You need to have your light go off the instant you turn it off and on the instant you turn it on. Momentary-contact-only tailcaps are best. Click-on tailcaps with momentary options are too difficult to manipulate under stress and the light will be clicked on when you want momentary.

    Unfortunately, very few flashlights come with momentary-only switches because multi-function is all the rage (and higher profit margin). You have to look around. It’s all that I carry.

  19. the average Joe (me) doesn’t have access to force on force training. So, I guess I will be one of those that hunkers down and blasts anything trying to come upstairs.

  20. We have night lights scattered around the house. They provide enough ambient light to see clearly. We don’t have them specifically for home defense but they will support that mode. We also have a number of battery powered emergency lanterns that we put out during power outages for the same reason. The low light setting is good for about 50 hours.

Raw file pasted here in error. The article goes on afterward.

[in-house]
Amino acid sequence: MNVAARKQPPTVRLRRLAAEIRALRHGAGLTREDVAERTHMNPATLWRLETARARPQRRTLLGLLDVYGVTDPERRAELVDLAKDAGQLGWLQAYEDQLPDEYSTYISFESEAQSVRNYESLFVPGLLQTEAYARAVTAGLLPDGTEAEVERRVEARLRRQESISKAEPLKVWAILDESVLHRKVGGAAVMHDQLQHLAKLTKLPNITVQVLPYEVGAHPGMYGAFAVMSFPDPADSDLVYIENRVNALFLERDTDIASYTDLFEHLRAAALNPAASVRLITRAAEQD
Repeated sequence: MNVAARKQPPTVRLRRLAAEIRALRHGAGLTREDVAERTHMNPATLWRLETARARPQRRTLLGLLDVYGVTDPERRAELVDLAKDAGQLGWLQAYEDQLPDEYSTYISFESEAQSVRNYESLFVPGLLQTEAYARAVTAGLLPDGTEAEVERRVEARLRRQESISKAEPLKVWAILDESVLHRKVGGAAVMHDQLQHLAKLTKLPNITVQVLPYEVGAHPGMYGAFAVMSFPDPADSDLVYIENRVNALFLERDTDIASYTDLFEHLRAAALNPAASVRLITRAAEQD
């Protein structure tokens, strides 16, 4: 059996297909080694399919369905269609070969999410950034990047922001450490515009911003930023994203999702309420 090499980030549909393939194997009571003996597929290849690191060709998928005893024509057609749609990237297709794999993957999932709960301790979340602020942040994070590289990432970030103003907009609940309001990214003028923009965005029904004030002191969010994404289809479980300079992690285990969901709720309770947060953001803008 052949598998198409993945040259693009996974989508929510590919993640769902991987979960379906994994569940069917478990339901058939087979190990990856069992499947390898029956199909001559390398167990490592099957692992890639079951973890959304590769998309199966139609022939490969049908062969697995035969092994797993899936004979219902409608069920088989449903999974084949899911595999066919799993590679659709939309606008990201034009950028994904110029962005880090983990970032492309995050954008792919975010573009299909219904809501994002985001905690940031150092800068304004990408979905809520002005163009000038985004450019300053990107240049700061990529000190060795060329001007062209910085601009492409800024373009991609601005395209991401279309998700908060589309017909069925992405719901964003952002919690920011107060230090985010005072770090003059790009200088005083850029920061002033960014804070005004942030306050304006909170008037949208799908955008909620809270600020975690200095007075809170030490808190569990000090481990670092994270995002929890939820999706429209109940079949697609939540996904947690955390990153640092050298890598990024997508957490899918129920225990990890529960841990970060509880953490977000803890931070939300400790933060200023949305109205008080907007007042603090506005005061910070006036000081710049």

21. We have a 3 tier protection system. First is two large parrots who live on the back porch. You can’t get within 50 yards of the property line without them sounding an intruder alert. This in turn sets off 3 small very high strung dogs which will alert gun toting homeowners who would be waiting for you to open the door or come through a window. Very effective and next to impossible to defeat.

  22. Much ado about nothing.

    Having a reliable high intensity light mounted or in hand is another power tool in the mix and circumstances will dictate it’s use or not in each case. If you DO use a light, practice with it periodically under different conditions; the tool is only as good as its operator. Get the brightest you can. Having house lights on, or on sensor, is also an extremely useful tactic and deterrent. Position them so you are back-lit, not front-lit, if lit at all.

    The bottom line will *always* be to absolutely ID your target and the background behind. The objective for most is self-defense, which it isn’t unless you KNOW your target is a capable deadly threat that will not retreat and leave. I get the sense that too many seem to want to cross the line into aggressor mode. House and property clearing is fine if called for, but leave yourself and the criminal intruder – if there is one – a way out. You pop a cap on someone’s ass and you will live to regret it in many ways.

    Mike McDaniels article yesterday was very instructive.

  23. Lights attract bullets. Ambient and low light in hallways, kitchen, foyers, living room works best. Light up the crook, not yourself.